WATERLOO – Tyson supervisors at a pork processing plant in Waterloo, Iowa took bets on how many workers would get infected with COVID-19, even as they tried to protect themselves and denied knowledge of the spread at work, according to court documents.
The new allegations surfaced in a wrongful death lawsuit against the company and some employees. The suit was originally filed by Oscar Fernandez, whose father died in April due to COVID-19 complications. Fernandez worked at Tyson’s Waterloo, Iowa facility, the company’s largest pork plant before he died.
The suit alleged that Tyson did not take sufficient measures to protect workers and that the company encouraged workers to come in while they were sick.
Earlier this month, the suit was amended to include troubling new allegations about the behaviors of leaders within the facility.
According to the updated lawsuit, “most managers at the Waterloo Facility started avoiding the plant floor because they were afraid of contracting the virus” in late March or early April. While the virus spread on the meatpacking floor, managers delegated their duties to “low-level supervisors with no management training or experience,” the lawsuit alleged. Lawyers for the defendants named in the suit did not immediately return a request for comment.
Additionally, supervisors named in the suit canceled safety meetings, the suit alleges. After learning about positive cases in the plant, they told other supervisors to deny their existence, according to the lawsuit.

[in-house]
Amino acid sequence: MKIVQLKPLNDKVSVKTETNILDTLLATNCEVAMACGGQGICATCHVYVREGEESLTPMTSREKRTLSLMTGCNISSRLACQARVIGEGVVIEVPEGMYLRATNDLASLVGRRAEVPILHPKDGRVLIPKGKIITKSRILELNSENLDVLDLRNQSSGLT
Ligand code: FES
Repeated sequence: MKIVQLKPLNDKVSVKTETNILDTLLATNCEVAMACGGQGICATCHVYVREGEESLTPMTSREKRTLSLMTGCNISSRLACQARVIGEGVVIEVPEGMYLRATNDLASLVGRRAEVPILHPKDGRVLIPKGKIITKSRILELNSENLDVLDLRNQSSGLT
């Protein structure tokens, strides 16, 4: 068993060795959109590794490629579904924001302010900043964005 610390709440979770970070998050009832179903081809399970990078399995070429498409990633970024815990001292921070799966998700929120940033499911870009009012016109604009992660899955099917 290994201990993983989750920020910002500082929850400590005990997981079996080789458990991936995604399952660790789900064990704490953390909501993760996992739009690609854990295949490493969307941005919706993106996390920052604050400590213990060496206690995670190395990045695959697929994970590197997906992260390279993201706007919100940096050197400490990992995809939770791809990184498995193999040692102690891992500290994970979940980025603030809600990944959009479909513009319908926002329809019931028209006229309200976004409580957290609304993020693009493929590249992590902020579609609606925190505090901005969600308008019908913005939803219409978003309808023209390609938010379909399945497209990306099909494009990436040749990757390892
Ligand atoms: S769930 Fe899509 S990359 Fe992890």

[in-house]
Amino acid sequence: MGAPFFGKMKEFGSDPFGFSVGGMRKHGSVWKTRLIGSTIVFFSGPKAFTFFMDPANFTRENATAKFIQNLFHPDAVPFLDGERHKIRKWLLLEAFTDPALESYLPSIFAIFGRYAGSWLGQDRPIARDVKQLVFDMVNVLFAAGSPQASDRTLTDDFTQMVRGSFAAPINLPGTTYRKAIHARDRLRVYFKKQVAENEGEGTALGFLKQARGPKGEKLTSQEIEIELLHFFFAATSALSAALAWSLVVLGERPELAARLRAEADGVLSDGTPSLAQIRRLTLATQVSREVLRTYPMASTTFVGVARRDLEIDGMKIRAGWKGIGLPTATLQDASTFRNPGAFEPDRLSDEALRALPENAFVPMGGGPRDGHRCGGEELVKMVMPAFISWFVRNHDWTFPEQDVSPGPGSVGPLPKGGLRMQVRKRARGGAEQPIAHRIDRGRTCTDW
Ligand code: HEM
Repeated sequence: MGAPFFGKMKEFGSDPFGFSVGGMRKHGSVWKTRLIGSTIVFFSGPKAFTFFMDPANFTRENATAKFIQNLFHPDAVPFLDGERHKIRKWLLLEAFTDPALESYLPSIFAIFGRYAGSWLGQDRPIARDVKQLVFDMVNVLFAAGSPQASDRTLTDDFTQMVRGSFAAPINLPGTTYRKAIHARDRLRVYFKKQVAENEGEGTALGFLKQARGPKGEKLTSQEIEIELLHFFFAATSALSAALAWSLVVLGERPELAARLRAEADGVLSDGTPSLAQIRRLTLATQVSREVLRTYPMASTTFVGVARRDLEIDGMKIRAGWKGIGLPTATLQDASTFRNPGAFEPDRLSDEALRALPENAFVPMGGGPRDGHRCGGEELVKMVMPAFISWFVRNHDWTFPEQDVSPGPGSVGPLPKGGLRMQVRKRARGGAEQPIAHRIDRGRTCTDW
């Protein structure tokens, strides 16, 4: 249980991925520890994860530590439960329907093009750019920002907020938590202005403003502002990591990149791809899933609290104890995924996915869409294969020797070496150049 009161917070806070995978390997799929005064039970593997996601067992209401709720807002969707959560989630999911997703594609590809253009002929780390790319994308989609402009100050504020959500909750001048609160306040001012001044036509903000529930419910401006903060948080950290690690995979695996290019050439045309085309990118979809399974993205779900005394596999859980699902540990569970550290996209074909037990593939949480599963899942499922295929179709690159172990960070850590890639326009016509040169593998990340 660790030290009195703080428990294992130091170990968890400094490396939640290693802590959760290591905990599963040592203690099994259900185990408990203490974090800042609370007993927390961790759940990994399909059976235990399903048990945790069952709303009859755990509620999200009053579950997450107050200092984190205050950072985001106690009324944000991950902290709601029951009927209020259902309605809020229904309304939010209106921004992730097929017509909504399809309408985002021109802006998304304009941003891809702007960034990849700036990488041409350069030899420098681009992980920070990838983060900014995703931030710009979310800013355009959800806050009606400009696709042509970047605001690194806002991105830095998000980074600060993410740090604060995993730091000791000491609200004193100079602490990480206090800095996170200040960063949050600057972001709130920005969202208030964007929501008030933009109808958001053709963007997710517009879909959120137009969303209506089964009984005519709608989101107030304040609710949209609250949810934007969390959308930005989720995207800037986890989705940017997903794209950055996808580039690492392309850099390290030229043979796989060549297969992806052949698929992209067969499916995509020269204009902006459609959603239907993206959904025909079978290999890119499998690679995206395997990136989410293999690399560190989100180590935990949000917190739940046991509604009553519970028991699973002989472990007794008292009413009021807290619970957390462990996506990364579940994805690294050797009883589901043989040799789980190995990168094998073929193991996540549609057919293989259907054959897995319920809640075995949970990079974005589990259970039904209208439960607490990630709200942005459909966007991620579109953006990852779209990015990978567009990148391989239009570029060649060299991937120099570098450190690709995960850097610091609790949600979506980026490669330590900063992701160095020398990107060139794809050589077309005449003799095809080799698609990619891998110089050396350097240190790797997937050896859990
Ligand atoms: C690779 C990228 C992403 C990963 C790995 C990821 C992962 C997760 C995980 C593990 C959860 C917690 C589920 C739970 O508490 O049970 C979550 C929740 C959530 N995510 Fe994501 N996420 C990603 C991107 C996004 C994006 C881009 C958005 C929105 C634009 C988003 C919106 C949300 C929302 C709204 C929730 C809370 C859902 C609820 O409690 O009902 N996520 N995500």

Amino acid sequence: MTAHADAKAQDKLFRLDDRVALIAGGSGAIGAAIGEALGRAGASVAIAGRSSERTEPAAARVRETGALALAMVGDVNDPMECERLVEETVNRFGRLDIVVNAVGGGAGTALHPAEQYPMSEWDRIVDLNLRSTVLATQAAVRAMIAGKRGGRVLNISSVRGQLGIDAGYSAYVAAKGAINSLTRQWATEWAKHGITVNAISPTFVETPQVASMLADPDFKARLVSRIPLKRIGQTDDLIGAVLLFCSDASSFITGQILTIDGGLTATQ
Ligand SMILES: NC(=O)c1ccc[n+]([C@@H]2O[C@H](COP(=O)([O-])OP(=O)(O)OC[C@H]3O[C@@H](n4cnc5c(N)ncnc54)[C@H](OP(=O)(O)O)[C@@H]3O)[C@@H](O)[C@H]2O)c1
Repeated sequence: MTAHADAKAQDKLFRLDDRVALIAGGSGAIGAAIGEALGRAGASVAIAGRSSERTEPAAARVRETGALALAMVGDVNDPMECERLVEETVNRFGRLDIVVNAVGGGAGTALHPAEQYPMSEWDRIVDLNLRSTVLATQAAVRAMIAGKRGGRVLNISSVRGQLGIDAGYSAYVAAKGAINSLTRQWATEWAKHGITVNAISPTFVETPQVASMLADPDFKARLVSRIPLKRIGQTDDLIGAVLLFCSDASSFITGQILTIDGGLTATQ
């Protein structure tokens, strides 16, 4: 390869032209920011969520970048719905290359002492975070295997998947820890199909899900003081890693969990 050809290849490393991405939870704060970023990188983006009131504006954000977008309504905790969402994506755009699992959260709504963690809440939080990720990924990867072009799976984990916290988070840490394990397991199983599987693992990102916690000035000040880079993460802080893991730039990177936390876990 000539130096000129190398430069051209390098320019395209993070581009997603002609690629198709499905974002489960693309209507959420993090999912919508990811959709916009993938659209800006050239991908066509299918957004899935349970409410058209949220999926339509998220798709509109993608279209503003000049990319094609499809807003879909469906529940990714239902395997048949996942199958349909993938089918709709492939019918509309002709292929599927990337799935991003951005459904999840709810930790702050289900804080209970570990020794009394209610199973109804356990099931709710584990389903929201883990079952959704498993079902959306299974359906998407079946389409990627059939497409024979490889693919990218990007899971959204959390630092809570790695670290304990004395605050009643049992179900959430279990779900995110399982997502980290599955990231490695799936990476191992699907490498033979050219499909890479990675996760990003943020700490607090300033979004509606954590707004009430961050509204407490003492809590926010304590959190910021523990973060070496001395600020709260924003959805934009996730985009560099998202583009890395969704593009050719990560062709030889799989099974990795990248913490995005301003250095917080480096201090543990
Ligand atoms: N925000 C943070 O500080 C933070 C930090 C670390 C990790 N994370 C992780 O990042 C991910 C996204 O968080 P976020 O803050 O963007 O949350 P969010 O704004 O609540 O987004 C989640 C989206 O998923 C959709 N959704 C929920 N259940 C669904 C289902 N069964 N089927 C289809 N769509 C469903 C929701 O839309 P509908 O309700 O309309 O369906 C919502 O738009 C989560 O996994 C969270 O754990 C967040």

At the same time, they were taking bets on how many people would get sick, according to the lawsuit, which accused the Waterloo plant manager of organizing “a cash buy-in, winner-take-all betting pool for supervisors and managers to wager how many employees would test positive for COVID-19.”
Plant managers also allegedly encouraged workers to stay on the job even if they were feeling sick or exhibiting symptoms, the lawsuit said. One defendant, who held an upper-management level position, allegedly told supervisors to come in even if they were feeling sick. In one case, he stopped a supervisor who was going to get tested and told him “we all have symptoms — you have a job to do,” according to the lawsuit.
A worker who vomited while working on the production line was also allowed to keep working and return the following day, according to the suit.
Tyson said it decided to pause production at Waterloo after receiving data from the health department. It reopened the facility in May. By that time, over 1,000 Waterloo workers had tested positive for COVID-19, the county health department said in May.
“We are extremely upset about the accusations involving some of the leadership at our Waterloo plant,” Tyson CEO Dean Banks said Thursday in a statement responding to the new allegations.